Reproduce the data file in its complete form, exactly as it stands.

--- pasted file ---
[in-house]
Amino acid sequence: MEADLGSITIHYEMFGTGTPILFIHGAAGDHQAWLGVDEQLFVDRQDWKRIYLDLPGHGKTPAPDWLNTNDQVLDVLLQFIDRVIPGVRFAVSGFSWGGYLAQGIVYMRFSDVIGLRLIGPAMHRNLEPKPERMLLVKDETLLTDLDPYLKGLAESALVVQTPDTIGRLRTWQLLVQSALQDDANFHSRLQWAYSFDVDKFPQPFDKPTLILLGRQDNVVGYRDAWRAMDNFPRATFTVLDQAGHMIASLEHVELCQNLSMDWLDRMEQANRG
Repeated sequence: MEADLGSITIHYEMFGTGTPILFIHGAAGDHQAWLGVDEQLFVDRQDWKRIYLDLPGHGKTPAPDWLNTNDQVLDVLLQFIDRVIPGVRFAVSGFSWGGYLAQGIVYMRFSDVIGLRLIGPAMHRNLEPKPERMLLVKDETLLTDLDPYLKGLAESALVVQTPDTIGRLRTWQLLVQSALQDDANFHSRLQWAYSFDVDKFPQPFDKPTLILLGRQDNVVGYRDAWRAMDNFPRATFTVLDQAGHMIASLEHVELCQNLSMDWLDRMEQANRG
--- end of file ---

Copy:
[in-house]
Amino acid sequence: MEADLGSITIHYEMFGTGTPILFIHGAAGDHQAWLGVDEQLFVDRQDWKRIYLDLPGHGKTPAPDWLNTNDQVLDVLLQFIDRVIPGVRFAVSGFSWGGYLAQGIVYMRFSDVIGLRLIGPAMHRNLEPKPERMLLVKDETLLTDLDPYLKGLAESALVVQTPDTIGRLRTWQLLVQSALQDDANFHSRLQWAYSFDVDKFPQPFDKPTLILLGRQDNVVGYRDAWRAMDNFPRATFTVLDQAGHMIASLEHVELCQNLSMDWLDRMEQANRG
Repeated sequence: MEADLGSITIHYEMFGTGTPILFIHGAAGDHQAWLGVDEQLFVDRQDWKRIYLDLPGHGKTPAPDWLNTNDQVLDVLLQFIDRVIPGVRFAVSGFSWGGYLAQGIVYMRFSDVIGLRLIGPAMHRNLEPKPERMLLVKDETLLTDLDPYLKGLAESALVVQTPDTIGRLRTWQLLVQSALQDDANFHSRLQWAYSFDVDKFPQPFDKPTLILLGRQDNVVGYRDAWRAMDNFPRATFTVLDQAGHMIASLEHVELCQNLSMDWLDRMEQANRG